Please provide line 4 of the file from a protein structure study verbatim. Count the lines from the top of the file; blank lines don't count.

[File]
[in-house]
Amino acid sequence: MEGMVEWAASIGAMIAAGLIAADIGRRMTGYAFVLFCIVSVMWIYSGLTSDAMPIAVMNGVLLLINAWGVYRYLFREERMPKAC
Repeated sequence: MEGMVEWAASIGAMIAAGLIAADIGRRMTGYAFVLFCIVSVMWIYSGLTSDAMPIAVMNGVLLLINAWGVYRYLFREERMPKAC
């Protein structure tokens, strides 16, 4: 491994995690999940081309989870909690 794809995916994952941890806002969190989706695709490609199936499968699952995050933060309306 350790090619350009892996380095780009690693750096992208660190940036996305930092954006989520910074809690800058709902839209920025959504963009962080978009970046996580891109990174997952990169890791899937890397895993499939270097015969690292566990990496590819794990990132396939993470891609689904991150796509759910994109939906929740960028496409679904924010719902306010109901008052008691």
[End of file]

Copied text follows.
């Protein structure tokens, strides 16, 4: 491994995690999940081309989870909690 794809995916994952941890806002969190989706695709490609199936499968699952995050933060309306 350790090619350009892996380095780009690693750096992208660190940036996305930092954006989520910074809690800058709902839209920025959504963009962080978009970046996580891109990174997952990169890791899937890397895993499939270097015969690292566990990496590819794990990132396939993470891609689904991150796509759910994109939906929740960028496409679904924010719902306010109901008052008691």